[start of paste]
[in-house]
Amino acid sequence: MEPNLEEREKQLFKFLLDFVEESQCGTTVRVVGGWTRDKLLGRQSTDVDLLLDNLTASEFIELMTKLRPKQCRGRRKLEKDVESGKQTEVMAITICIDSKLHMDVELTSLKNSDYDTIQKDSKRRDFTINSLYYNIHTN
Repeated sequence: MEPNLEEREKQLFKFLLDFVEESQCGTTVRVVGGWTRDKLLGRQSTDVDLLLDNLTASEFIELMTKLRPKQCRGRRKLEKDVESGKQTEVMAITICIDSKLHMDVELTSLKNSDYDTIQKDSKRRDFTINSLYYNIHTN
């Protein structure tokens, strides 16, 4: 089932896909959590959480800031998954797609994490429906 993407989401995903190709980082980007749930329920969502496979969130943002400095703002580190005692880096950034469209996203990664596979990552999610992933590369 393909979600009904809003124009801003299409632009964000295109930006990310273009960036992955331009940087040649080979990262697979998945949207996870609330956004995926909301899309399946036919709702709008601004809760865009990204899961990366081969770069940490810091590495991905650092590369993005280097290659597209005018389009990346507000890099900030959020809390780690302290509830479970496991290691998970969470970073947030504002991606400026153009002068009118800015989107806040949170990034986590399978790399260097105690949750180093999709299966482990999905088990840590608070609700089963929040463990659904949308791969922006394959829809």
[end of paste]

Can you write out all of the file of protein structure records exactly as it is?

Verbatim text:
[in-house]
Amino acid sequence: MEPNLEEREKQLFKFLLDFVEESQCGTTVRVVGGWTRDKLLGRQSTDVDLLLDNLTASEFIELMTKLRPKQCRGRRKLEKDVESGKQTEVMAITICIDSKLHMDVELTSLKNSDYDTIQKDSKRRDFTINSLYYNIHTN
Repeated sequence: MEPNLEEREKQLFKFLLDFVEESQCGTTVRVVGGWTRDKLLGRQSTDVDLLLDNLTASEFIELMTKLRPKQCRGRRKLEKDVESGKQTEVMAITICIDSKLHMDVELTSLKNSDYDTIQKDSKRRDFTINSLYYNIHTN
């Protein structure tokens, strides 16, 4: 089932896909959590959480800031998954797609994490429906 993407989401995903190709980082980007749930329920969502496979969130943002400095703002580190005692880096950034469209996203990664596979990552999610992933590369 393909979600009904809003124009801003299409632009964000295109930006990310273009960036992955331009940087040649080979990262697979998945949207996870609330956004995926909301899309399946036919709702709008601004809760865009990204899961990366081969770069940490810091590495991905650092590369993005280097290659597209005018389009990346507000890099900030959020809390780690302290509830479970496991290691998970969470970073947030504002991606400026153009002068009118800015989107806040949170990034986590399978790399260097105690949750180093999709299966482990999905088990840590608070609700089963929040463990659904949308791969922006394959829809």